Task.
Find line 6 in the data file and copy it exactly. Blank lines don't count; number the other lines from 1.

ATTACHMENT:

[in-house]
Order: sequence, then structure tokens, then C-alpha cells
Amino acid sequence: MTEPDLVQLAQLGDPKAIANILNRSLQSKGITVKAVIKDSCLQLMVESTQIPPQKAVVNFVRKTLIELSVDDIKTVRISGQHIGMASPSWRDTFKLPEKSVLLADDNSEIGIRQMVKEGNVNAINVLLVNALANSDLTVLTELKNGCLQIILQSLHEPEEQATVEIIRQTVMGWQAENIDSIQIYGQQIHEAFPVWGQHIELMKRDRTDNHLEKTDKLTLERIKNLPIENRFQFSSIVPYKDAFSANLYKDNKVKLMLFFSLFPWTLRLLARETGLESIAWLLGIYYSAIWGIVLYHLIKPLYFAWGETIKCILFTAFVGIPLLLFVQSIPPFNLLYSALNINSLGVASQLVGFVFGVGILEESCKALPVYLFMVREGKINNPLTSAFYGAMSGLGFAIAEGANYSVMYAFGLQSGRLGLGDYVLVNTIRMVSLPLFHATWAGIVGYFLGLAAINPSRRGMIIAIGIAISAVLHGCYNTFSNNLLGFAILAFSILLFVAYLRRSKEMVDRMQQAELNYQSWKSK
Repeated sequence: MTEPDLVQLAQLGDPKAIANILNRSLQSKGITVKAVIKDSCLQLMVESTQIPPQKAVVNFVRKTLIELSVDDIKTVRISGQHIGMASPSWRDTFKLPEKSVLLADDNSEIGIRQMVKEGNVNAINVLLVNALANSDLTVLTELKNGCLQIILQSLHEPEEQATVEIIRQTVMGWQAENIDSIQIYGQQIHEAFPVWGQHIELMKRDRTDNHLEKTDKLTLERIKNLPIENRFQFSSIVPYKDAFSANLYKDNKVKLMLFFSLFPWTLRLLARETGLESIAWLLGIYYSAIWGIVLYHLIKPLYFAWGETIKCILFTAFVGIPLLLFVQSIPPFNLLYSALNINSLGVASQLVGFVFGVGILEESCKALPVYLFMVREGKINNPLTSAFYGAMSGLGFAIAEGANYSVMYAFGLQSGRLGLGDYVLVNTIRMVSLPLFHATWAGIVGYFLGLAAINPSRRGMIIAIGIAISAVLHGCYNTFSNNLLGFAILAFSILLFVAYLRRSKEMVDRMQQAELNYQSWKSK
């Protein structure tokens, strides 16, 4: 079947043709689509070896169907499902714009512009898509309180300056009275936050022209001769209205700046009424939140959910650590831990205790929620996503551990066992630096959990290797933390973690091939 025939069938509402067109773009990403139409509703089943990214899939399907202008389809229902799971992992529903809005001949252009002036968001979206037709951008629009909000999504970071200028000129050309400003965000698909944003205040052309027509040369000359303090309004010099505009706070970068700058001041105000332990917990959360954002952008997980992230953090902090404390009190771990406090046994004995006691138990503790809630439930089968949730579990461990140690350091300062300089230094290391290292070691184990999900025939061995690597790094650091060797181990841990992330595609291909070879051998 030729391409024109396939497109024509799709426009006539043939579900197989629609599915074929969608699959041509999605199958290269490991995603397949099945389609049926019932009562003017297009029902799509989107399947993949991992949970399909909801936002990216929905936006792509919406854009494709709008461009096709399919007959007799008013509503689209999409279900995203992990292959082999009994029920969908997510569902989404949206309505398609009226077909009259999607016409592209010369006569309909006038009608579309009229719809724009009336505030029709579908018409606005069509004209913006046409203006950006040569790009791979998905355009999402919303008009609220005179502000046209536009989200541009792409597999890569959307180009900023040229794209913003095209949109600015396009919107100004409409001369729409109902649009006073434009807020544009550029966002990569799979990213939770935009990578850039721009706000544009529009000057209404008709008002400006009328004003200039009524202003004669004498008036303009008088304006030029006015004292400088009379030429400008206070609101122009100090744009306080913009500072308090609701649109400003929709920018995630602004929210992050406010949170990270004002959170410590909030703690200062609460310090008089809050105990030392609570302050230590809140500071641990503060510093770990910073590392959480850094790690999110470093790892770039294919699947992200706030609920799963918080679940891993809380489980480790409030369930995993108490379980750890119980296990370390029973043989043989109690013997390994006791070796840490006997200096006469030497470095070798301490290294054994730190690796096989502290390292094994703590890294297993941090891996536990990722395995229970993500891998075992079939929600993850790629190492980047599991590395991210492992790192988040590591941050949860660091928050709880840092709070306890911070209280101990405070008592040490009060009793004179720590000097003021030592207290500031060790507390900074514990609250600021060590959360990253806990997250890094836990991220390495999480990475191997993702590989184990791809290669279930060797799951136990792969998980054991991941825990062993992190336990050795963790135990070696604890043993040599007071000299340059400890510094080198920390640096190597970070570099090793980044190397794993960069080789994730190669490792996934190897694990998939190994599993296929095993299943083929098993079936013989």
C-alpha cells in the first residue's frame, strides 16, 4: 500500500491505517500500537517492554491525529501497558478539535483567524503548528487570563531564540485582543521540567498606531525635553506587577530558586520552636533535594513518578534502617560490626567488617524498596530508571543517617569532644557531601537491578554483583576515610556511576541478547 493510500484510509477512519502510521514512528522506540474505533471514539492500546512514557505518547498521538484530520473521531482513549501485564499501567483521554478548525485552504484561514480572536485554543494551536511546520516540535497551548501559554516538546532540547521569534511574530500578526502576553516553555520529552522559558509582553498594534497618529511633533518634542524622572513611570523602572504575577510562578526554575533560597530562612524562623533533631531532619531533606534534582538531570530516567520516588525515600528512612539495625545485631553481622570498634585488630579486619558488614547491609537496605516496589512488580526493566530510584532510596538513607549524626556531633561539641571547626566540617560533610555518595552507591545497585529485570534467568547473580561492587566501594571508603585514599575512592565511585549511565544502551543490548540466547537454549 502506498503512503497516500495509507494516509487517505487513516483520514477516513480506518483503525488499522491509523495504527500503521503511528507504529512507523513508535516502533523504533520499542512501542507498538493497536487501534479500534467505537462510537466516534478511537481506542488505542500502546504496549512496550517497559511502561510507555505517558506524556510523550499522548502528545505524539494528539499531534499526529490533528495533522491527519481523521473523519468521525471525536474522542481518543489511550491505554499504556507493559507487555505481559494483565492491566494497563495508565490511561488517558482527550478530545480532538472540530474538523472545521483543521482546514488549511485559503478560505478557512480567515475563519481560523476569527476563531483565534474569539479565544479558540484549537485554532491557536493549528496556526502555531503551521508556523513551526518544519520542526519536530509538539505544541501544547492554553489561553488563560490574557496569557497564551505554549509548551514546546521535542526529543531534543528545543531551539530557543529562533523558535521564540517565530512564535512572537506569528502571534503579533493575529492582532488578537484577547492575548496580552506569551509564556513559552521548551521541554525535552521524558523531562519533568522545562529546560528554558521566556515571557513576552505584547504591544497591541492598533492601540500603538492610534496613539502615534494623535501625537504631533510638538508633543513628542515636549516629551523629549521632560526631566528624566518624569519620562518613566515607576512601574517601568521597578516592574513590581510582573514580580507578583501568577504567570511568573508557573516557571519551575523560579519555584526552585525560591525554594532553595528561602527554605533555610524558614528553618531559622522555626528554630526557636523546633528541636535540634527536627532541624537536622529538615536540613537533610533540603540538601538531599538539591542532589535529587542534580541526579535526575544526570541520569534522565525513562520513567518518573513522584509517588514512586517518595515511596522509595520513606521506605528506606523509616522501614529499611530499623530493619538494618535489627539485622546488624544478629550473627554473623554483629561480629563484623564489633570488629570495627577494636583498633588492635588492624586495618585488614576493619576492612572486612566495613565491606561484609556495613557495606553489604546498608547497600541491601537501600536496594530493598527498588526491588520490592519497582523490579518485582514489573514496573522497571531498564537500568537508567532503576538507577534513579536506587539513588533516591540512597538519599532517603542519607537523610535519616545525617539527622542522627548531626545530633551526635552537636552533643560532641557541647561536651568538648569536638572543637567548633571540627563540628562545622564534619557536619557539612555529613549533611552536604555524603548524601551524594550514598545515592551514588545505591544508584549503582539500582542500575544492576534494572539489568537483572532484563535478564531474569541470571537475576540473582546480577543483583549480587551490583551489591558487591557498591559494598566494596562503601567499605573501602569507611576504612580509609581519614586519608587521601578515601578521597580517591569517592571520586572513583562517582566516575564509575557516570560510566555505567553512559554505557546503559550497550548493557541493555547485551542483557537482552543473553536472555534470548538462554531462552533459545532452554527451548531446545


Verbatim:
C-alpha cells in the first residue's frame, strides 16, 4: 500500500491505517500500537517492554491525529501497558478539535483567524503548528487570563531564540485582543521540567498606531525635553506587577530558586520552636533535594513518578534502617560490626567488617524498596530508571543517617569532644557531601537491578554483583576515610556511576541478547 493510500484510509477512519502510521514512528522506540474505533471514539492500546512514557505518547498521538484530520473521531482513549501485564499501567483521554478548525485552504484561514480572536485554543494551536511546520516540535497551548501559554516538546532540547521569534511574530500578526502576553516553555520529552522559558509582553498594534497618529511633533518634542524622572513611570523602572504575577510562578526554575533560597530562612524562623533533631531532619531533606534534582538531570530516567520516588525515600528512612539495625545485631553481622570498634585488630579486619558488614547491609537496605516496589512488580526493566530510584532510596538513607549524626556531633561539641571547626566540617560533610555518595552507591545497585529485570534467568547473580561492587566501594571508603585514599575512592565511585549511565544502551543490548540466547537454549 502506498503512503497516500495509507494516509487517505487513516483520514477516513480506518483503525488499522491509523495504527500503521503511528507504529512507523513508535516502533523504533520499542512501542507498538493497536487501534479500534467505537462510537466516534478511537481506542488505542500502546504496549512496550517497559511502561510507555505517558506524556510523550499522548502528545505524539494528539499531534499526529490533528495533522491527519481523521473523519468521525471525536474522542481518543489511550491505554499504556507493559507487555505481559494483565492491566494497563495508565490511561488517558482527550478530545480532538472540530474538523472545521483543521482546514488549511485559503478560505478557512480567515475563519481560523476569527476563531483565534474569539479565544479558540484549537485554532491557536493549528496556526502555531503551521508556523513551526518544519520542526519536530509538539505544541501544547492554553489561553488563560490574557496569557497564551505554549509548551514546546521535542526529543531534543528545543531551539530557543529562533523558535521564540517565530512564535512572537506569528502571534503579533493575529492582532488578537484577547492575548496580552506569551509564556513559552521548551521541554525535552521524558523531562519533568522545562529546560528554558521566556515571557513576552505584547504591544497591541492598533492601540500603538492610534496613539502615534494623535501625537504631533510638538508633543513628542515636549516629551523629549521632560526631566528624566518624569519620562518613566515607576512601574517601568521597578516592574513590581510582573514580580507578583501568577504567570511568573508557573516557571519551575523560579519555584526552585525560591525554594532553595528561602527554605533555610524558614528553618531559622522555626528554630526557636523546633528541636535540634527536627532541624537536622529538615536540613537533610533540603540538601538531599538539591542532589535529587542534580541526579535526575544526570541520569534522565525513562520513567518518573513522584509517588514512586517518595515511596522509595520513606521506605528506606523509616522501614529499611530499623530493619538494618535489627539485622546488624544478629550473627554473623554483629561480629563484623564489633570488629570495627577494636583498633588492635588492624586495618585488614576493619576492612572486612566495613565491606561484609556495613557495606553489604546498608547497600541491601537501600536496594530493598527498588526491588520490592519497582523490579518485582514489573514496573522497571531498564537500568537508567532503576538507577534513579536506587539513588533516591540512597538519599532517603542519607537523610535519616545525617539527622542522627548531626545530633551526635552537636552533643560532641557541647561536651568538648569536638572543637567548633571540627563540628562545622564534619557536619557539612555529613549533611552536604555524603548524601551524594550514598545515592551514588545505591544508584549503582539500582542500575544492576534494572539489568537483572532484563535478564531474569541470571537475576540473582546480577543483583549480587551490583551489591558487591557498591559494598566494596562503601567499605573501602569507611576504612580509609581519614586519608587521601578515601578521597580517591569517592571520586572513583562517582566516575564509575557516570560510566555505567553512559554505557546503559550497550548493557541493555547485551542483557537482552543473553536472555534470548538462554531462552533459545532452554527451548531446545